This page gives information on Council Tax that will be useful to both tenants and landlords.
Do tenants have to pay Council Tax for the property they rent?
Usually, yes – if it’s their only or main home (their 'sole or main residence'). But if the property is a House in Multiple Occupation (HIMO), the owner will usually be responsible for paying - see below for more about that.
If it’s not the tenant’s only or main home, then if their tenancy agreement is for six months or more, they will still have to pay Council Tax for it, but if their tenancy agreement is for less than six months, the owner will be responsible for paying.
What if a tenant moves out before the end of their tenancy agreement?
If it’s a tenancy agreement for six months or more, the tenant will usually have to pay Council Tax up until the official tenancy end-date (unless someone else moves in before then). But if they are on a periodic tenancy agreement (sometimes called a 'rolling tenancy'), they won’t – the owner will be responsible. From 01.04.13, the full Council Tax is payable for a home which nobody lives in (unless the property is unoccupied and unfurnished for 7 days or less, in which case a 100% discount can be granted for the unoccupied period but only if the unoccupied period is after 01.04.2014).
What if the property is shared by two or more tenants?
If they are joint tenants, normally they will be jointly liable for the Council Tax (unless the property is a House in Multiple Occupation). Joint tenants are not responsible for just a share of the amount payable each – they are all liable for the whole amount of Council Tax.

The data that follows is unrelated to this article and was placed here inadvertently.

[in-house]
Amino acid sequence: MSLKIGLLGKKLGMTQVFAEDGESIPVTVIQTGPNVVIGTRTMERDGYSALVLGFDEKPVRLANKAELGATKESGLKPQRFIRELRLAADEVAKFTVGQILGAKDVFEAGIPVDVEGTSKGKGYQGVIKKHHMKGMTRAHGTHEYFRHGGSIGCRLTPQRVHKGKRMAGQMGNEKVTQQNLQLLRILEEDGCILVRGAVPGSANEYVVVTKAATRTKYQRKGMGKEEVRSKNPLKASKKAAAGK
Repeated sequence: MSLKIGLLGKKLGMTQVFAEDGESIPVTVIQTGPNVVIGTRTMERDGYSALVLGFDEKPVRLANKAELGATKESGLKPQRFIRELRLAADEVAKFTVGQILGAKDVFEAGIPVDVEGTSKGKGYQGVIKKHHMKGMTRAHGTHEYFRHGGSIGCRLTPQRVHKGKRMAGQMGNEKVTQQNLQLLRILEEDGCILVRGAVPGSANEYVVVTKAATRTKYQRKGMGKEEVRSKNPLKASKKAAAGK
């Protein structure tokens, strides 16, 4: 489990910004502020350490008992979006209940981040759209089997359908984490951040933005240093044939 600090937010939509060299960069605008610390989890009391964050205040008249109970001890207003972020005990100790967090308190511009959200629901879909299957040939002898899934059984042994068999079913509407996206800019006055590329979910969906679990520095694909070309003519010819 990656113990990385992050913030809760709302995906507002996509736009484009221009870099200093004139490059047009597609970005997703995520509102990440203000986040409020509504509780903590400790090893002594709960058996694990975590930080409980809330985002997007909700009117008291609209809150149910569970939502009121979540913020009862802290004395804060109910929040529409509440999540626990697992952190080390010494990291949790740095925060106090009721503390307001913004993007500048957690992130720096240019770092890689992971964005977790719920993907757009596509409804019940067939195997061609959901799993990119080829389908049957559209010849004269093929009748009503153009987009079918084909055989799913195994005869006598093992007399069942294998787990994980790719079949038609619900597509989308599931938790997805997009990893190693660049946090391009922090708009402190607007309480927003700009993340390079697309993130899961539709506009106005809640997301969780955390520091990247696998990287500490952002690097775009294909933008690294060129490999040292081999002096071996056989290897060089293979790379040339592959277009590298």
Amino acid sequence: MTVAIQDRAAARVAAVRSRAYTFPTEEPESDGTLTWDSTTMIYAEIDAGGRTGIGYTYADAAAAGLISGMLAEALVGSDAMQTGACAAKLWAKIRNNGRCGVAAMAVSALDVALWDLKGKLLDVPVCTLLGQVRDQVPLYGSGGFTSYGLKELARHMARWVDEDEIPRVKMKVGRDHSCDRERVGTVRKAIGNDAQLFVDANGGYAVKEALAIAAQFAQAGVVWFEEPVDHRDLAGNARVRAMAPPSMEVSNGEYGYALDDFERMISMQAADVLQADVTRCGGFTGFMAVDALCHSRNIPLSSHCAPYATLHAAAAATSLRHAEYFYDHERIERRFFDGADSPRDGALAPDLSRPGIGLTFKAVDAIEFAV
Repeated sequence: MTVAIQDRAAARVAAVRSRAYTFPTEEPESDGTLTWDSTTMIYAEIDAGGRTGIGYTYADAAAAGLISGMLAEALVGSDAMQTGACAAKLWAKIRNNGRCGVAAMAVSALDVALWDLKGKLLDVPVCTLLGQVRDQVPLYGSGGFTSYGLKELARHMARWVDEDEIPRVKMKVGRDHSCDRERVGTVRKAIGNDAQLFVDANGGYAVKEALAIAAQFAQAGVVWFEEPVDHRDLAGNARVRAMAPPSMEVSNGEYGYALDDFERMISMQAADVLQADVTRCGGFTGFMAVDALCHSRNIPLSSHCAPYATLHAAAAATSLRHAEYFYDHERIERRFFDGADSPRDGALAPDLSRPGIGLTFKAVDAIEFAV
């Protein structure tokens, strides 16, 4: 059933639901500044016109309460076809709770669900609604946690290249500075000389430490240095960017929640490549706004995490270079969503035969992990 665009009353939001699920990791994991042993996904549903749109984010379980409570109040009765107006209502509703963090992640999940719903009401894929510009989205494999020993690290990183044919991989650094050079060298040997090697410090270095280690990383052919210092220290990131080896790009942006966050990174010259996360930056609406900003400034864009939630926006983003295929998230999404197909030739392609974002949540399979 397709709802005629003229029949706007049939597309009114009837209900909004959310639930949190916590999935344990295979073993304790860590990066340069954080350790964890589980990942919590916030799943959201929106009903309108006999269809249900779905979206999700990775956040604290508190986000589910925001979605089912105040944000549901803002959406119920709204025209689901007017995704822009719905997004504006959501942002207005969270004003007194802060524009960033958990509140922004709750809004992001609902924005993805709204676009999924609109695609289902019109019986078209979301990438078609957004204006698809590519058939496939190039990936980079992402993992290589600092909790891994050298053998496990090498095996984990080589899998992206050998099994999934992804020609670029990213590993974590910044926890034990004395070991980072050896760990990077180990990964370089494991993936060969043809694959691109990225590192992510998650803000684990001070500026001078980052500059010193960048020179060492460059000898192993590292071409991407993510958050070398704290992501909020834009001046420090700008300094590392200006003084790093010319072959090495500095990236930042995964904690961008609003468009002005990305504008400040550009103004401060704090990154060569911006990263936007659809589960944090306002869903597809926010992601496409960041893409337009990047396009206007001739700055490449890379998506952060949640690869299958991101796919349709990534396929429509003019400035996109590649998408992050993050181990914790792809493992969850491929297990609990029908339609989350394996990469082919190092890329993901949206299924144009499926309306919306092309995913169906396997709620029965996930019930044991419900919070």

What type of property is classed as a ‘House in Multiple Occupation’ (HIMO)?
The exact definition of a HIMO in the Council Tax regulations is given in ‘Houses in Multiple Occupation’ in the documents section. This also gives detailed information about what we take into account when working out whether a property is a HIMO.
As a general guide, we would usually class the following as a HIMO:
• an ordinary house turned into bedsits that each have a kitchen area, but there is only one bathroom that everyone shares; or
• a rented property where the tenants rent a room each; or
• a rented property where the tenants have separate tenancy agreements.
(Please note: these are examples only - there may be other types of property which meet the definition of a HIMO that are not mentioned here. See the document 'Houses in Multiple Occupation' for more information.)